The legendary Juice Crew is still alive today, you just need to know where to look. While most of the original supergroup has come and gone, a few of Marley Marl’s protÃ©gÃ©s are still showing that they haven’t gotten tired. Masta Ace has gotten arguably stronger with time, ironically in Marley’s absence, but Tragedy Khadafi is looking to resurrect his career as well. He never really fell off, because it’s hard to do so when you’re so underappreciated to begin with. The mid-nineties featured him in a shadowed role amongst the QB rap heavyweights, and with the help of these same people (Havoc, Cormega, and the less seasoned Alchemist), he’s asking us to enter his “Thug Matrix.”
I can ignore the corny title and terrible cover art for a while. The music inside is mostly what one might expect from reading the liner notes, which is generally a good thing. The production credits go to Alchemist, Havoc, Scram Jones, Ayatollah, and others, and the beats won’t surprise you. Gloomy strings and full basslines are occasionally tinted with keyboards, and not too much else. The standard thumping orchestral tracks make an appearance, most notably on the Star Blaze track “I Don’t Wanna Live No More.” This type of song always sounds nice until you realize that you already own twenty songs with nearly the same elements, mixed in nearly the same fashion. Only Scram Jones brings any true variation, as his two contributions are characterized by intensely booming drums and a less typical selection of loops.
“The Game (It’s On)” opens the album with a beat and a guest shot from Havoc. The Mobb vet brings an intensity that has marked his increasing success as a rapper, but his production disappoints. Though low-key and quite smooth, he fails to elevate the song by himself. Expectations of Havoc are unfairly high, but here he is far from the producer that can carry anyone.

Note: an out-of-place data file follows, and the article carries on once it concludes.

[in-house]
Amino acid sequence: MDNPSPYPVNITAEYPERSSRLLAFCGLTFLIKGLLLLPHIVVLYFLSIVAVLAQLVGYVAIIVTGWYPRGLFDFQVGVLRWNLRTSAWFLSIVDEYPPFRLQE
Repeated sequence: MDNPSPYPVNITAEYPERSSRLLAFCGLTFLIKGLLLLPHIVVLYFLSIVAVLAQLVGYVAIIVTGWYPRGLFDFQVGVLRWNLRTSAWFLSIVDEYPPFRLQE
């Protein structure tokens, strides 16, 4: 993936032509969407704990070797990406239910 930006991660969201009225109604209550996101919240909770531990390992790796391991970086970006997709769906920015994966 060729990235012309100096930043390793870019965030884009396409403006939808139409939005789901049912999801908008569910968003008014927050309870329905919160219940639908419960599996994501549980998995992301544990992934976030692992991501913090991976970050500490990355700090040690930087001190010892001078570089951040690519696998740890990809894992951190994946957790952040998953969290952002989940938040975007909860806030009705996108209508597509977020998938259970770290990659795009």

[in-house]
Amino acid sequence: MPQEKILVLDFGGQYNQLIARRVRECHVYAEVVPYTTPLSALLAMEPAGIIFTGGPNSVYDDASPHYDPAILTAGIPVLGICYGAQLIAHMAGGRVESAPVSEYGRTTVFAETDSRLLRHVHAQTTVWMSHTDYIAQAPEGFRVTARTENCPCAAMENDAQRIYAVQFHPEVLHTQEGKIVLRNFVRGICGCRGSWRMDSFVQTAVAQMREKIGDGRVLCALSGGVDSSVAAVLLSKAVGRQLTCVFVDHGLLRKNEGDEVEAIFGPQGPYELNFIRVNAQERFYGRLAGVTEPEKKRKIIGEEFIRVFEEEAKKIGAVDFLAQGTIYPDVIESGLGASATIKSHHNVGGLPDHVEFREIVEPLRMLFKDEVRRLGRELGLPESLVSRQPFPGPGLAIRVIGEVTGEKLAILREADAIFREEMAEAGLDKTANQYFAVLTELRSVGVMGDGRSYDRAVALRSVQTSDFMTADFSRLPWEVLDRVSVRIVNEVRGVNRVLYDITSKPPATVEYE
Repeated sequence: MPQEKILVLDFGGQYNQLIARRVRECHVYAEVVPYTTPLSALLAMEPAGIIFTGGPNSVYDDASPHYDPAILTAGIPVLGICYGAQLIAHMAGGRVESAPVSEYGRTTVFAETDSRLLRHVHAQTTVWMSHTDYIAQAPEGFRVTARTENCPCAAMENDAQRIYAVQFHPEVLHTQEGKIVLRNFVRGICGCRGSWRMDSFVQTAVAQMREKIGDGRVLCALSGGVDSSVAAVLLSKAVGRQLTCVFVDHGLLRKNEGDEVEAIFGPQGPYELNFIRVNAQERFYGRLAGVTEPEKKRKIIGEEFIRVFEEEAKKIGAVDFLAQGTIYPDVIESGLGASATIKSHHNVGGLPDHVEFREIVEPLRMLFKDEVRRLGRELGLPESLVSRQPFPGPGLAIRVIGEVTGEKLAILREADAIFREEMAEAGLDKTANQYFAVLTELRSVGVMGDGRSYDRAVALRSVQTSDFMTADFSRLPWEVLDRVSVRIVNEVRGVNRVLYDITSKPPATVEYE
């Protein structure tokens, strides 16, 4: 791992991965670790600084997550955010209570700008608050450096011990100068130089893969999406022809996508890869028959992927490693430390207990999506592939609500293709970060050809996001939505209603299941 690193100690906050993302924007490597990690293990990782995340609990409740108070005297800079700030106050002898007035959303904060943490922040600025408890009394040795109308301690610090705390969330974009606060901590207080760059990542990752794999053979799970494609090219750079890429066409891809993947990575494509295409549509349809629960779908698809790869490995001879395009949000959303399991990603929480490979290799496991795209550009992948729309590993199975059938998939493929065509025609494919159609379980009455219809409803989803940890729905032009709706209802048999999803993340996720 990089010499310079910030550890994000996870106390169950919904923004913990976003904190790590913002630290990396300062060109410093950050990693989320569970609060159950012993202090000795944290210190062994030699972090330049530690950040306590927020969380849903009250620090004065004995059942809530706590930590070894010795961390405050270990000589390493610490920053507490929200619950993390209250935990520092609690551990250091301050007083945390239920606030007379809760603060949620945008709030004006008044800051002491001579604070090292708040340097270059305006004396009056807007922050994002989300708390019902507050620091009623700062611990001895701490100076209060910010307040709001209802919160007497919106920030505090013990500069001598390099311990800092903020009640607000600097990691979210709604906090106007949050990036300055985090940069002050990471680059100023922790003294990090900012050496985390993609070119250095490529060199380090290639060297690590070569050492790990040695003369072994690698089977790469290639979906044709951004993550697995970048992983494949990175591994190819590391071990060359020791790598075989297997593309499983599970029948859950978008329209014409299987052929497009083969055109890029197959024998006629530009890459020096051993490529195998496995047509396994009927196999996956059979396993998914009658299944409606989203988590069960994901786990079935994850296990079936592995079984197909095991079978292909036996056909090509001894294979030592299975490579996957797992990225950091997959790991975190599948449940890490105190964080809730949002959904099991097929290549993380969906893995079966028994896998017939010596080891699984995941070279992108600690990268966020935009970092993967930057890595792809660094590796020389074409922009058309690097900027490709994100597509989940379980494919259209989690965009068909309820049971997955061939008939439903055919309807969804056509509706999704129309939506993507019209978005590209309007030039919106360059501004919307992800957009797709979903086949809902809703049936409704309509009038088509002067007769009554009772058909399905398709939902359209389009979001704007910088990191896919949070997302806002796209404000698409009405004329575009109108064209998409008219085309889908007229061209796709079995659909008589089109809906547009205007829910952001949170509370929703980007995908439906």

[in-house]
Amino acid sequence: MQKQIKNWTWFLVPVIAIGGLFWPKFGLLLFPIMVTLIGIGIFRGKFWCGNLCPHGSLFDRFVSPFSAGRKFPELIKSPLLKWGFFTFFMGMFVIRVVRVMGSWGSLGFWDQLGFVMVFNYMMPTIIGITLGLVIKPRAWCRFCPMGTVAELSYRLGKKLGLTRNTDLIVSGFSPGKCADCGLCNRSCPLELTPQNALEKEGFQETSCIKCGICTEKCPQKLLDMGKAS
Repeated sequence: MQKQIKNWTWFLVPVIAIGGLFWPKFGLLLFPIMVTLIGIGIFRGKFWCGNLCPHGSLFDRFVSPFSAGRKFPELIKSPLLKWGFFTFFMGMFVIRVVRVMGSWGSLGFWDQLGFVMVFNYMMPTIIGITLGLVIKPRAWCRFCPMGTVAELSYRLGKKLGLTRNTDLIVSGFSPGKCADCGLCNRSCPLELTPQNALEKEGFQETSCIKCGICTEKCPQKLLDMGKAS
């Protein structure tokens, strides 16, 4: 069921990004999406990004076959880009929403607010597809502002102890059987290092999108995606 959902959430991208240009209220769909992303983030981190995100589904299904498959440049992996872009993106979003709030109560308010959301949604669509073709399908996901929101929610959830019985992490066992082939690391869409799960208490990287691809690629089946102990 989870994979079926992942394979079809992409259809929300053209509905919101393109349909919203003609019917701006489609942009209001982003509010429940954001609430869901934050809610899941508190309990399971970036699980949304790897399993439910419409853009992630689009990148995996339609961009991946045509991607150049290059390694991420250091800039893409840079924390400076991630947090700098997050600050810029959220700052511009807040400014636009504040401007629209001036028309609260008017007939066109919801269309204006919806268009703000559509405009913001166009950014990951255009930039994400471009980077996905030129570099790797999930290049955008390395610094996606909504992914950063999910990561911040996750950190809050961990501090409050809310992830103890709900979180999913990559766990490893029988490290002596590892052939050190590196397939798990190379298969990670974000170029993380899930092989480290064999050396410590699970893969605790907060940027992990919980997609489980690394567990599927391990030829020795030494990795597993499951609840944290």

“Break Bread” features Cormega, but Tragedy asserts his dominance over a lazy Now & Laterz beat. His ferocity is a perfect balance for Cormega’s disjointed and emotive flow, and he proves again that a little anger never hurt anyone. He carries the hook through pure fury, and his first verse is a definitive statement of his return to the game. He is spitting like it is his first time rocking a show.
Alchemist’s two contributions to the disc are thoroughly unfortunate. He has not begun to reinvent himself after his success in the early millennium, and both tracks are laden with the strings I have begun to expect from him. Here, he is providing his usual offerings, but without any of the flair that has accompanied the new-school classics he has previously laced. These two joints fit nicely into the fabric of the record’s new-school Queensbridge sound, but accomplish nothing else.
The finest single production arrives on another Cormega appearance, as Ayatollah constructs a vibrant, and most of all different work for the two veterans to tear apart. The other most memorable track is “Lyrical Calisthenics,” which is thankfully not another actual experimental verbal gymnastics affair. Instead, Khadafi runs all over Asmatik’s minimalist pianos. Without the elaborate backdrop to wipe the luster off of his voice, he comes through clearly, delivering a magnetic performance. Across “Thug Matrix,” Khadafi offers a subtly unique blend of thuggery, general gangsta babble, and ghetto wisdom that he has certainly earned the right to speak upon. He relies too much on violent themes, but he is still the “Intelligent Hoodlum” that he prophesized so long ago. He has an engaging voice and his rhymes are never awing but always airtight. It is easy to listen to him, but he is still a demanding lyricist.
Now I will return to the cover art, simply to assert that luckily, it doesn’t matter. The fact that he appears to have mailed in the ugly art and title in lieu of a real title is not much worse than simply calling your album “All or Nothing” or “The Naked Truth,” because none of those titles have anything specifically to do with their respective music anyway. So just know that aside from some lesser production from usually reliable producers, Tragedy Khadafi has come through in 2005. Just be sure he doesn’t hear you call it a comeback.